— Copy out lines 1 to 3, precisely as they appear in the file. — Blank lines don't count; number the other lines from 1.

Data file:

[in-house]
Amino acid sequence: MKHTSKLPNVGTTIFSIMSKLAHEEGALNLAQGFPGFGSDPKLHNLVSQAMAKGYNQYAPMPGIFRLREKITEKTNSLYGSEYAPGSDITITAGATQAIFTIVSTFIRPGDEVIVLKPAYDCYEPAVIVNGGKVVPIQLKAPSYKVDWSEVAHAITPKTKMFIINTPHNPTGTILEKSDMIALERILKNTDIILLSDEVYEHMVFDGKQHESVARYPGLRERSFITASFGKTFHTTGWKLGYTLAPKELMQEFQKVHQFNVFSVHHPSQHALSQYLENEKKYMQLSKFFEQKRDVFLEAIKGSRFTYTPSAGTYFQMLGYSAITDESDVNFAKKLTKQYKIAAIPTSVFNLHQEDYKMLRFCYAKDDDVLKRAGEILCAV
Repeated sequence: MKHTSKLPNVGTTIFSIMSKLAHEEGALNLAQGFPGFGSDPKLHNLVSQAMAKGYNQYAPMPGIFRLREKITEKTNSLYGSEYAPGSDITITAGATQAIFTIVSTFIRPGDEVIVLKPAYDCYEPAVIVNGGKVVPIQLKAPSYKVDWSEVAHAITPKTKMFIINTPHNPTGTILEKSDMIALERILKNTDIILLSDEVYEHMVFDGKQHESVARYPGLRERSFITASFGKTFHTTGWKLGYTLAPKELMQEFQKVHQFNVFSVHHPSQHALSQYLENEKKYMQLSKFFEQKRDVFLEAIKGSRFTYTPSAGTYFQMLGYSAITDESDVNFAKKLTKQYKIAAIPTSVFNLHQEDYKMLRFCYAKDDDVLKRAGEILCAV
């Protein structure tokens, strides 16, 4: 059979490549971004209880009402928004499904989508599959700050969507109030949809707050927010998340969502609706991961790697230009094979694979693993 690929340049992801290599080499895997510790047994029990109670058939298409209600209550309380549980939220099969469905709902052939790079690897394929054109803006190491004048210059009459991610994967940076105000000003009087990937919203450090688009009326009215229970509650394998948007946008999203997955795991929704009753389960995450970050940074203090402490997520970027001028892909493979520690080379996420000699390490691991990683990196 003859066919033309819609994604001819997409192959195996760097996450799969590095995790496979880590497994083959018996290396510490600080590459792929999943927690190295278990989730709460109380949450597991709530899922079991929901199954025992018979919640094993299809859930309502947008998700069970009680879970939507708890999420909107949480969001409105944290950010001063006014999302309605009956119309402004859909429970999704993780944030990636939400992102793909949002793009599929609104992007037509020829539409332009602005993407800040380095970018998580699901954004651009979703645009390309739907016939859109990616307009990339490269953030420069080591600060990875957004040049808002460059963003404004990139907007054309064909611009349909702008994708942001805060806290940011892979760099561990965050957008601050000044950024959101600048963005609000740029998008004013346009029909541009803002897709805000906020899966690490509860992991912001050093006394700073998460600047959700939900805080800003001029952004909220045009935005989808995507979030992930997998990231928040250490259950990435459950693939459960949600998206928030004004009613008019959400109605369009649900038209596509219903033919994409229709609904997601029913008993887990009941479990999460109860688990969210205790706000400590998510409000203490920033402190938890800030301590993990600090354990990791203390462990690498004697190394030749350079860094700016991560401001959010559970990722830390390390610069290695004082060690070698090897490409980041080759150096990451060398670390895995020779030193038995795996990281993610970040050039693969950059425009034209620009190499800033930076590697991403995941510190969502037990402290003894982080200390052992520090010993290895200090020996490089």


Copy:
[in-house]
Amino acid sequence: MKHTSKLPNVGTTIFSIMSKLAHEEGALNLAQGFPGFGSDPKLHNLVSQAMAKGYNQYAPMPGIFRLREKITEKTNSLYGSEYAPGSDITITAGATQAIFTIVSTFIRPGDEVIVLKPAYDCYEPAVIVNGGKVVPIQLKAPSYKVDWSEVAHAITPKTKMFIINTPHNPTGTILEKSDMIALERILKNTDIILLSDEVYEHMVFDGKQHESVARYPGLRERSFITASFGKTFHTTGWKLGYTLAPKELMQEFQKVHQFNVFSVHHPSQHALSQYLENEKKYMQLSKFFEQKRDVFLEAIKGSRFTYTPSAGTYFQMLGYSAITDESDVNFAKKLTKQYKIAAIPTSVFNLHQEDYKMLRFCYAKDDDVLKRAGEILCAV
Repeated sequence: MKHTSKLPNVGTTIFSIMSKLAHEEGALNLAQGFPGFGSDPKLHNLVSQAMAKGYNQYAPMPGIFRLREKITEKTNSLYGSEYAPGSDITITAGATQAIFTIVSTFIRPGDEVIVLKPAYDCYEPAVIVNGGKVVPIQLKAPSYKVDWSEVAHAITPKTKMFIINTPHNPTGTILEKSDMIALERILKNTDIILLSDEVYEHMVFDGKQHESVARYPGLRERSFITASFGKTFHTTGWKLGYTLAPKELMQEFQKVHQFNVFSVHHPSQHALSQYLENEKKYMQLSKFFEQKRDVFLEAIKGSRFTYTPSAGTYFQMLGYSAITDESDVNFAKKLTKQYKIAAIPTSVFNLHQEDYKMLRFCYAKDDDVLKRAGEILCAV